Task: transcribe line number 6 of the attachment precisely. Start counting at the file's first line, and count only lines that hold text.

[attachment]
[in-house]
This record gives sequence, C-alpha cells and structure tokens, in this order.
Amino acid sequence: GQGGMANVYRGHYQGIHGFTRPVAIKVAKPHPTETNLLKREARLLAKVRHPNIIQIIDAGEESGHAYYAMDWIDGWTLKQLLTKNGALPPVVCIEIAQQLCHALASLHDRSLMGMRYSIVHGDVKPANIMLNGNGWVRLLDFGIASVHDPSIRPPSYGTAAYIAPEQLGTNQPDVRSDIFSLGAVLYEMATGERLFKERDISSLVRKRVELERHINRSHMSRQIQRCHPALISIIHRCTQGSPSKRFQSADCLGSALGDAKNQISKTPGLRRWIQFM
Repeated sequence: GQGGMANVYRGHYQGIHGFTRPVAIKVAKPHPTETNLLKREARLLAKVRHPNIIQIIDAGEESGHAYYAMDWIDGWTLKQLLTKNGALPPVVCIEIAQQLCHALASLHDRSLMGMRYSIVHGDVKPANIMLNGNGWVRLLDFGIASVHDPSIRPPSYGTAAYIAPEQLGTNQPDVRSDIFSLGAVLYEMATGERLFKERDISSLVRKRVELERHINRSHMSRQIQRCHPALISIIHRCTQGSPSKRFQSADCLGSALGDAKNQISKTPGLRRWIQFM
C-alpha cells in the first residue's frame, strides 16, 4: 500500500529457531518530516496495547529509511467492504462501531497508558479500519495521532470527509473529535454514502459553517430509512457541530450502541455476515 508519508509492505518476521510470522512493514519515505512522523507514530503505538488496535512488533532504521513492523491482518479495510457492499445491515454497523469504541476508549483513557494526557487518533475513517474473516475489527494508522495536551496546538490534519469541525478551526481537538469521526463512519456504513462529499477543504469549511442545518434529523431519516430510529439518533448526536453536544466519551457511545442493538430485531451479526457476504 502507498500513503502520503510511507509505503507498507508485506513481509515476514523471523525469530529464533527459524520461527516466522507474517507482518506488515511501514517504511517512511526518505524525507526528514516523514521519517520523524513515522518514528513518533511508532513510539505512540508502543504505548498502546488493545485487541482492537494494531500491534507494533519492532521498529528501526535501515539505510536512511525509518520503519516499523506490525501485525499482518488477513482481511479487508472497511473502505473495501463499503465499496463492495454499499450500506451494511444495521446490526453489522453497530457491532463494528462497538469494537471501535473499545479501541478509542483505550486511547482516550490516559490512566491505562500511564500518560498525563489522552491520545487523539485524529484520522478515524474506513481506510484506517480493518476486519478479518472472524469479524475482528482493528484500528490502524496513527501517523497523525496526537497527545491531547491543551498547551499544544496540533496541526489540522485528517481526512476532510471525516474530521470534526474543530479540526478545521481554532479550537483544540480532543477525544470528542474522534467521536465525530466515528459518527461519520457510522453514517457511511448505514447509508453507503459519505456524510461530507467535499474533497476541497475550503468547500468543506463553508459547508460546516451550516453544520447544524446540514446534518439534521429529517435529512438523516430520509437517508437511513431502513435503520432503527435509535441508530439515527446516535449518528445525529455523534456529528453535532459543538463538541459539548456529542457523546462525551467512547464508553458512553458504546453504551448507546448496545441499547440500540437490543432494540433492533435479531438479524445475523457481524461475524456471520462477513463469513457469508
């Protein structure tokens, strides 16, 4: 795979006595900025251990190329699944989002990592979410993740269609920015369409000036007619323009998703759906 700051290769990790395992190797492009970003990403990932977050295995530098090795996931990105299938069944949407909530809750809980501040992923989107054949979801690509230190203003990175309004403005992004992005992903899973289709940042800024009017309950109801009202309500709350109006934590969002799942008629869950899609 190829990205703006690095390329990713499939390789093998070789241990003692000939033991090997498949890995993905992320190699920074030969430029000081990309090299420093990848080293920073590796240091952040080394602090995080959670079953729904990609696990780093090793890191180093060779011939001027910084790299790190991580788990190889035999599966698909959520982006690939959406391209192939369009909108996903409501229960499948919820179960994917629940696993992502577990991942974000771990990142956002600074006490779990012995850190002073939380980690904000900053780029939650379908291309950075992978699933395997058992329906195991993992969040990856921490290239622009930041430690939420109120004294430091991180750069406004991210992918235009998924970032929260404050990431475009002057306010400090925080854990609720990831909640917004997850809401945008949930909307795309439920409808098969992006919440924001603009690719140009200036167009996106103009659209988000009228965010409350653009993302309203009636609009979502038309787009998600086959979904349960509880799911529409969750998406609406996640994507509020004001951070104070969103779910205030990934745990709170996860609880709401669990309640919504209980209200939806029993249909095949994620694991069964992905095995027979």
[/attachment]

């Protein structure tokens, strides 16, 4: 795979006595900025251990190329699944989002990592979410993740269609920015369409000036007619323009998703759906 700051290769990790395992190797492009970003990403990932977050295995530098090795996931990105299938069944949407909530809750809980501040992923989107054949979801690509230190203003990175309004403005992004992005992903899973289709940042800024009017309950109801009202309500709350109006934590969002799942008629869950899609 190829990205703006690095390329990713499939390789093998070789241990003692000939033991090997498949890995993905992320190699920074030969430029000081990309090299420093990848080293920073590796240091952040080394602090995080959670079953729904990609696990780093090793890191180093060779011939001027910084790299790190991580788990190889035999599966698909959520982006690939959406391209192939369009909108996903409501229960499948919820179960994917629940696993992502577990991942974000771990990142956002600074006490779990012995850190002073939380980690904000900053780029939650379908291309950075992978699933395997058992329906195991993992969040990856921490290239622009930041430690939420109120004294430091991180750069406004991210992918235009998924970032929260404050990431475009002057306010400090925080854990609720990831909640917004997850809401945008949930909307795309439920409808098969992006919440924001603009690719140009200036167009996106103009659209988000009228965010409350653009993302309203009636609009979502038309787009998600086959979904349960509880799911529409969750998406609406996640994507509020004001951070104070969103779910205030990934745990709170996860609880709401669990309640919504209980209200939806029993249909095949994620694991069964992905095995027979």